In southern Africa, leopard skins are coveted by members of the Nazareth Baptist ‘Shembe’ Church who wear the furs during religious celebrations and ceremonies. To reduce the hunting of leopards and the high demand for leopard furs among the Shembe community, Panthera collaborated with digital designers and clothing companies to create a high-quality, durable and realistic fabric cape, known as an amambatha.
Says Lizwi Ncwane, an elder and legal adviser of the Nazareth Baptist 'Shembe' Church: "As a leader of the Shembe community, I have seen firsthand how receptive my community is to using these fake skins. Not only do they look and feel like real leopard skins, they also last longer. We're grateful that Panthera has worked with us in finding a solution that interweaves the conservation of leopards with the customs of the Shembe."
- A total of 17 602 amambatha (fabric capes) were distributed among Shembe followers since the project’s inception;
- An educational video was shown to over 200 schoolchildren in northern Zululand;
- The numbers of Shembe dancers wearing amambatha has been greater than the numbers wearing real leopard skins at several gatherings, an encouraging sign that the fabric capes are successfully reducing the demand for leopard skins;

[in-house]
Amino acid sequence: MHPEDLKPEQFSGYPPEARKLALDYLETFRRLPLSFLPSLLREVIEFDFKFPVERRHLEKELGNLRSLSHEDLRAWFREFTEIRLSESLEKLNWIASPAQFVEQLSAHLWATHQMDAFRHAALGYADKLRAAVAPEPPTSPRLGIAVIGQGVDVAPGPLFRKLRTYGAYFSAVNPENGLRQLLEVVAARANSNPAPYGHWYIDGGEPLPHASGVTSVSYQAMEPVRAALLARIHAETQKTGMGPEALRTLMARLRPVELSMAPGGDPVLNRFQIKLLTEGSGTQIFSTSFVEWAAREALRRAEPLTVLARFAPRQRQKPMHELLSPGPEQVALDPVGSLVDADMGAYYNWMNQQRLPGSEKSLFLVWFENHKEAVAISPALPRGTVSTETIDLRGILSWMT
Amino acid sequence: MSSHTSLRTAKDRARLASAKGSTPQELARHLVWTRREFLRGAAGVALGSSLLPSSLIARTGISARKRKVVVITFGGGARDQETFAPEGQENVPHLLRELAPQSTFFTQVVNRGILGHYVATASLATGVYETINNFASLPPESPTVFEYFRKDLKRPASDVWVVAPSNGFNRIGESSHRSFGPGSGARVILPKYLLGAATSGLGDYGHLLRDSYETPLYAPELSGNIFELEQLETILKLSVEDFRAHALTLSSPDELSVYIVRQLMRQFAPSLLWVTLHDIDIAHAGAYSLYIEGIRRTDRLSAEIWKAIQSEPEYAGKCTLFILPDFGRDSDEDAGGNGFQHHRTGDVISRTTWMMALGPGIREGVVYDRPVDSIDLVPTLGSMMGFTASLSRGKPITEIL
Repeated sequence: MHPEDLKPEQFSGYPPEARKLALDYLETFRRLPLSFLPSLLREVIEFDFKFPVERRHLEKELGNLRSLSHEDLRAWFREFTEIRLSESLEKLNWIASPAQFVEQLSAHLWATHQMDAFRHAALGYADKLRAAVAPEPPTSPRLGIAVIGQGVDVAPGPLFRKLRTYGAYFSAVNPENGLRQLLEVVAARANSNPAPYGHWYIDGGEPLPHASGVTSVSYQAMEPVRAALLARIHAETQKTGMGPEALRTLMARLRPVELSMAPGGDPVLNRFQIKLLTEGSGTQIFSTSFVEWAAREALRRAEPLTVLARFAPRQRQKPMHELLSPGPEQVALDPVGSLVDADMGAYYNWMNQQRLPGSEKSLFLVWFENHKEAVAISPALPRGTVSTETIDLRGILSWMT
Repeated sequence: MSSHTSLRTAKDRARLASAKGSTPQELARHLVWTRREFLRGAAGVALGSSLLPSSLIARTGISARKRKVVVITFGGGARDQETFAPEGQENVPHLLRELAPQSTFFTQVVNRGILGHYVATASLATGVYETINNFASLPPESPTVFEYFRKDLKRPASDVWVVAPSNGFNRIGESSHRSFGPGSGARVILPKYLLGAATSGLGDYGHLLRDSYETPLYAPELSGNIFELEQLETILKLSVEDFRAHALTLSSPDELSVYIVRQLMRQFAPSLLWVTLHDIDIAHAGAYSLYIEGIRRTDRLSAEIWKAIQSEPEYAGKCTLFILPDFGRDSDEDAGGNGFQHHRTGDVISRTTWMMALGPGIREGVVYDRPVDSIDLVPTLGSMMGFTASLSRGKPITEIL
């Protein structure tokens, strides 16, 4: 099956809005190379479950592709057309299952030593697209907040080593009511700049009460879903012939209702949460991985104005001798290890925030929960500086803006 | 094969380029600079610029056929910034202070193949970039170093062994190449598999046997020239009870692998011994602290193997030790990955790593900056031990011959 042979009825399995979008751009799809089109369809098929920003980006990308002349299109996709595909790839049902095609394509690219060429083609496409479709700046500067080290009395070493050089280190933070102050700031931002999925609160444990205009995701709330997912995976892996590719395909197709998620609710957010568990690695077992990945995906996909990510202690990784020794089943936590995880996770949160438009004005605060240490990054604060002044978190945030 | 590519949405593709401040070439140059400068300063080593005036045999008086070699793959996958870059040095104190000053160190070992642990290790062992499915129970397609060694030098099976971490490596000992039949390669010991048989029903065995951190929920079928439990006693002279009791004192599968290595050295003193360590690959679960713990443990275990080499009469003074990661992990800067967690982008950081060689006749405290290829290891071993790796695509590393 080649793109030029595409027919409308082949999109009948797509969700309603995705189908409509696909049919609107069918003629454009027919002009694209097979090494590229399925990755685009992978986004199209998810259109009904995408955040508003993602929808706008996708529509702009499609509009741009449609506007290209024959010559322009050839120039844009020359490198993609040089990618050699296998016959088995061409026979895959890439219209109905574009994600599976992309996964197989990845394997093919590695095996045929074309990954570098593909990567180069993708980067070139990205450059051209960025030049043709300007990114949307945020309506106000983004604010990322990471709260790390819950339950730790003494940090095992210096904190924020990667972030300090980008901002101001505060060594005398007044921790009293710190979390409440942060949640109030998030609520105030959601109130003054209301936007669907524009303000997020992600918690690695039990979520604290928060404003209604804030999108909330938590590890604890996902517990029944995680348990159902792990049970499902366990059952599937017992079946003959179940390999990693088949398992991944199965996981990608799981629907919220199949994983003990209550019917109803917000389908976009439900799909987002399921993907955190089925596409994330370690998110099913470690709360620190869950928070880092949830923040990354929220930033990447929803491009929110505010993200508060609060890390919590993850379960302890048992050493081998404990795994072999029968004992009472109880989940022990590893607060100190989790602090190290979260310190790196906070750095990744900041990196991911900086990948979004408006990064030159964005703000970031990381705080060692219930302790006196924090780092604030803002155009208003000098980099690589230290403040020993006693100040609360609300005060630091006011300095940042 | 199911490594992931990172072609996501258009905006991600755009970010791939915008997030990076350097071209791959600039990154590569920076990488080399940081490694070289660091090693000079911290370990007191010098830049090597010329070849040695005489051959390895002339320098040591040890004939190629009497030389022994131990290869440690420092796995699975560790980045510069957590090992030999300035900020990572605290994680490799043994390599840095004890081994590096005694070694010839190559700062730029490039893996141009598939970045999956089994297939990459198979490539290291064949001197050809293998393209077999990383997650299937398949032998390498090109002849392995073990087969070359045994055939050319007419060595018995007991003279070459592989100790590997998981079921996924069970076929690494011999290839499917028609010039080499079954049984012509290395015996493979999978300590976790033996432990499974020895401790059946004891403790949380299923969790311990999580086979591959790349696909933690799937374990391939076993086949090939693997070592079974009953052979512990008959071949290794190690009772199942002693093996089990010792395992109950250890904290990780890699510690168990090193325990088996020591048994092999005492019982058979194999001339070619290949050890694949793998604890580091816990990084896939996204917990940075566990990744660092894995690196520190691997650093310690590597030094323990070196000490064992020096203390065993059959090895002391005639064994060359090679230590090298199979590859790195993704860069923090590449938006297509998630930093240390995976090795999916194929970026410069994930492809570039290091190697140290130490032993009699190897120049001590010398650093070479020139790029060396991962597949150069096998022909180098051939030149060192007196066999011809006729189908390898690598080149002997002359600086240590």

- Camera-trap surveys were undertaken at 10 sites in the Lubombo TFCA, and at 24 sites across South Africa;
- Increases in leopard density were recorded at several sites in KwaZulu-Natal and Limpopo province;
- The Camera CATalogue citizen science initiative successfully launched;
- 1 100 leopard DNA samples were collected across southern Africa, with preliminary findings of the genetic forensics study presented at CITES 17th Conference of Parties; and
- The moratorium on leopard trophy hunting in South Africa was maintained in 2017.
Extending a lifeline to Zambia's leopards
Building on the success of Furs for Life in South Africa, and through continued support from Peace Parks Foundation and Cartier, the same concept will now be extended to other cultural groups that use leopard skins as part of traditional ceremonies, beginning with the Lozi in south-western Zambia. The Lozi, like the Shembe, wear leopard skins as a symbol of prestige. The actual number of leopard skins worn by the Lozi is yet to be determined, but comparisons between counts conducted at Lozi and Shembe gatherings suggest that it may run into the hundreds to thousands. The same factors that influenced the success of the Shembe project are also present in Zambia, so lessons learned from that project will go a long way in promoting its impact, ultimately contributing to ensuring the survival of leopards for future generations.
Read more about Panthera's #IFAKEIT social media campaign to raise awareness for one of fashion's most revered but underrepresented icons - the leopard - here.